Outdoor Musical Play & Children’s Mental Health Week 2020

We are almost halfway through ‘Children’s Mental Health Week 2020’: an awareness week launched by Place2Be in 2015 in an effort to ‘shine a spotlight on the importance of children and young people’s mental health’. Place2Be is a children’s mental health charity which has provided counselling and mental health support and training in almost 640 schools across the UK over the last five years.

Research has consistently demonstrated the positive impact of music and musical engagement on both mental health and child development. Likewise, the effects of exposure to green space, daylight and fresh air on mental and physical wellbeing have been proven to be similarly crucial. Access, therefore, to outdoor musical instruments is sure to maximise the benefits of both time spent outdoors and musical participation to provide an active solution for the improvement and maintenance of children’s mental health.

Outdoor musical instruments, particularly when installed in a nursery or school playground, encourage children to get outside during daylight hours, whilst using music as an outlet for creative self-expression (creativity is also demonstrated to positively affect psychological wellbeing), and providing an environment for developing social skills and inclusivity through group play.

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The Curative Powers of the Outdoors

Percussion Play’s outdoor musical instruments are deliberately fashioned to withstand the elements throughout the year, and whilst the rain and cold February air may conjure up ideas centring more around the indoors, the winter months are perhaps the most crucial time to encourage outdoor play for the sake of children’s mental (and physical) health.

Whilst the days are beginning to get longer here in the UK, there is still a severe lack of natural light and vitamin D available on a daily basis as a result of shortened daylight hours, leaving children far more susceptible to deficits in serotonin, associated with decreased sun exposure. In turn, this can lead to – or at least contribute towards – certain forms of depression or depressive tendencies with seasonal pattern, in both children and adults (including Seasonal Affective Disorder). Reduced sunlight and changing seasons have also been linked to anxiety-related disorders and sleep disturbance or insomnia.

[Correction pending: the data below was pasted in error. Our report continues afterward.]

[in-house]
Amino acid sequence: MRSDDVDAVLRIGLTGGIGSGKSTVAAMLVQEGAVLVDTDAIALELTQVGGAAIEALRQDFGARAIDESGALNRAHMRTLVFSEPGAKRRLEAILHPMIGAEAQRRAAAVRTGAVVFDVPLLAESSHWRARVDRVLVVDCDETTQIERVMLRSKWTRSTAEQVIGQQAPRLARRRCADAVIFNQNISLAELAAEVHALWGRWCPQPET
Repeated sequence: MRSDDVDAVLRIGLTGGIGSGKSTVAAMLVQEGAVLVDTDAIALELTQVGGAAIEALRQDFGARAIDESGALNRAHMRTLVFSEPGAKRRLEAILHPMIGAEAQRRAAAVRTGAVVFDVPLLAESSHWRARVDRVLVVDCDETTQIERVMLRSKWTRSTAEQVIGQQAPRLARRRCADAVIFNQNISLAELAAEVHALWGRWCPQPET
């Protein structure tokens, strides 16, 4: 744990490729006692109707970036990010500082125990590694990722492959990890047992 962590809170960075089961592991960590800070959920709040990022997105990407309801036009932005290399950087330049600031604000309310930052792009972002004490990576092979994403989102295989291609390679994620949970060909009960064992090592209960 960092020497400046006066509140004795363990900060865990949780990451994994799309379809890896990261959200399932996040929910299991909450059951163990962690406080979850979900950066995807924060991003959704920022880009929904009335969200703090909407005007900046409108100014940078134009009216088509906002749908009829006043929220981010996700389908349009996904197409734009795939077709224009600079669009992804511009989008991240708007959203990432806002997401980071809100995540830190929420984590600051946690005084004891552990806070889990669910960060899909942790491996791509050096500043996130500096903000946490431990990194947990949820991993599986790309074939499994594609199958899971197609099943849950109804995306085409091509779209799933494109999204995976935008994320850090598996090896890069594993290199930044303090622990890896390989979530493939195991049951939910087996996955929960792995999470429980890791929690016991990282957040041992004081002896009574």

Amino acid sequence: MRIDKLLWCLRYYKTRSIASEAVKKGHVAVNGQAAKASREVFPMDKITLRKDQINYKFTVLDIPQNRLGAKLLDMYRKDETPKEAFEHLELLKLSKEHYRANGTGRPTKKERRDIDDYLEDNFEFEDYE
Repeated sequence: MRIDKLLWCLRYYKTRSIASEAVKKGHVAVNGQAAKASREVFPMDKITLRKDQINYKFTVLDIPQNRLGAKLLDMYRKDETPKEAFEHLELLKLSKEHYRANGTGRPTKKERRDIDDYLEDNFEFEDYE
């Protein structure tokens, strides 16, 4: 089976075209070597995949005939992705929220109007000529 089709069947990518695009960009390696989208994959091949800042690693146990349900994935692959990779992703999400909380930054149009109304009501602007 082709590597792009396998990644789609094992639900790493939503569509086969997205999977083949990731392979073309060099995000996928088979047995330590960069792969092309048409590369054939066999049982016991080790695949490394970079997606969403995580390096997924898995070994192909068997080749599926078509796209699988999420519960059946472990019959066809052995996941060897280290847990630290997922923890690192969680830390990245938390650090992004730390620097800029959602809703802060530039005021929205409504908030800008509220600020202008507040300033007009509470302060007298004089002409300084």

Even a brightly lit classroom produces radically worse lighting conditions than an entirely overcast, cloud-covered day. Units called ‘lux’, which measure light quality and brightness, display that whilst a cloudless day can produce more than 100,000 lux, and even a cloudy day may reach 10,000 to 40,000 lux, even the brightest artificially lit classroom is unlikely to exceed 500 lux – meaning that children who remain indoors are hugely restricted from reaping the incontestable benefits endowed by exposure to natural light.

During this wintry Mental Health Week - and beyond, it is vital to continue encouraging outdoor play – even outdoor lessons – to ensure the maximisation of exposure of children to natural light for the protection of their mental health.

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Musical Play, Education and Child Wellbeing

One effective way to achieve this, whilst simultaneously promoting musical engagement – which, as we have already briefly touched on, is similarly proven to hugely benefit the emotional and psychological wellbeing of both children and adults, is to encourage the installation and use of outdoor musical instruments in school playgrounds, which can be both incorporated into school music lessons and utilised during break and lunchtimes.

Music – it is well known – is an invaluable resource when it comes to maintaining and improving children’s mental health; it sparks creativity, inspires innovation, stimulates emotional response and development.

Playing a musical instrument has long been associated with comfort, catharsis and self-expression. Outdoor musical instruments of the sort manufactured here at Percussion Play, furthermore, can be key for social development. Many of our individual instruments (and all of the ensembles) encourage collaborative play, which in turn bridges a crucial gap to allow for the development of social skills, inclusion and building relationships as well as rhythm.

In the evolving austerity-first climate of global education systems, where budget cuts as a result of government policies mean that the creative arts (such as music, drama, fine art etc.) are more at risk than ever for dissolution in our school systems, it is becoming vital that we look to ways for music to permeate school playgrounds and environments, in order to preserve the role of musical play for children.

Despite overwhelming evidence to suggest the therapeutic benefits of musical play (music therapies are becoming increasingly mainstream), funding cuts have caused the number of students studying arts subjects like music to fall to the lowest enrolment rates in over a decade, forcing community-run projects to pick up the slack in engaging children with musical play.

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A Better, Healthier Future

It is more important now – perhaps – than ever before, to ensure that musical access for children extends beyond the music classroom. As the demands on child and adolescent mental health services continue to skyrocket as children in our society appear to become more and more unwell, it is crucial to look to methods of incorporating these alternative therapies (music, art etc.) into everyday child life.

We must believe in a better, healthier future for our children: one where play, movement, creativity and rhythm afford young people the opportunity to stay young and stay well.

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